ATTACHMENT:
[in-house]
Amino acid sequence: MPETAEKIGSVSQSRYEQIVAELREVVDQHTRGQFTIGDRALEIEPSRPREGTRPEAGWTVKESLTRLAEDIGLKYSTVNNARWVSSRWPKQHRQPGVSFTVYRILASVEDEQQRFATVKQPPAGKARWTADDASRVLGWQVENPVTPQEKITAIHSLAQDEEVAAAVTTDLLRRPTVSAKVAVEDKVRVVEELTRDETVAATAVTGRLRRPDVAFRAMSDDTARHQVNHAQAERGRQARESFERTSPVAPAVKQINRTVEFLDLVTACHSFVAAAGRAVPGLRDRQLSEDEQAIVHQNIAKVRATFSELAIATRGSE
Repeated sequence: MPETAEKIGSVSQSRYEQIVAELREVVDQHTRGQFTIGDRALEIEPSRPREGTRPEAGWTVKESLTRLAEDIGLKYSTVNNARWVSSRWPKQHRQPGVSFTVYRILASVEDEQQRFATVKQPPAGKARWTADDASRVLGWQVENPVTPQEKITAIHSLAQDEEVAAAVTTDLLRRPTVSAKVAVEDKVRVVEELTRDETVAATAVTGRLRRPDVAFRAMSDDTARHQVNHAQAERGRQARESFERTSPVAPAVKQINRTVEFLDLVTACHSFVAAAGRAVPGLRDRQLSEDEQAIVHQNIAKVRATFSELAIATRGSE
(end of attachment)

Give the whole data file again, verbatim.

[in-house]
Amino acid sequence: MPETAEKIGSVSQSRYEQIVAELREVVDQHTRGQFTIGDRALEIEPSRPREGTRPEAGWTVKESLTRLAEDIGLKYSTVNNARWVSSRWPKQHRQPGVSFTVYRILASVEDEQQRFATVKQPPAGKARWTADDASRVLGWQVENPVTPQEKITAIHSLAQDEEVAAAVTTDLLRRPTVSAKVAVEDKVRVVEELTRDETVAATAVTGRLRRPDVAFRAMSDDTARHQVNHAQAERGRQARESFERTSPVAPAVKQINRTVEFLDLVTACHSFVAAAGRAVPGLRDRQLSEDEQAIVHQNIAKVRATFSELAIATRGSE
Repeated sequence: MPETAEKIGSVSQSRYEQIVAELREVVDQHTRGQFTIGDRALEIEPSRPREGTRPEAGWTVKESLTRLAEDIGLKYSTVNNARWVSSRWPKQHRQPGVSFTVYRILASVEDEQQRFATVKQPPAGKARWTADDASRVLGWQVENPVTPQEKITAIHSLAQDEEVAAAVTTDLLRRPTVSAKVAVEDKVRVVEELTRDETVAATAVTGRLRRPDVAFRAMSDDTARHQVNHAQAERGRQARESFERTSPVAPAVKQINRTVEFLDLVTACHSFVAAAGRAVPGLRDRQLSEDEQAIVHQNIAKVRATFSELAIATRGSE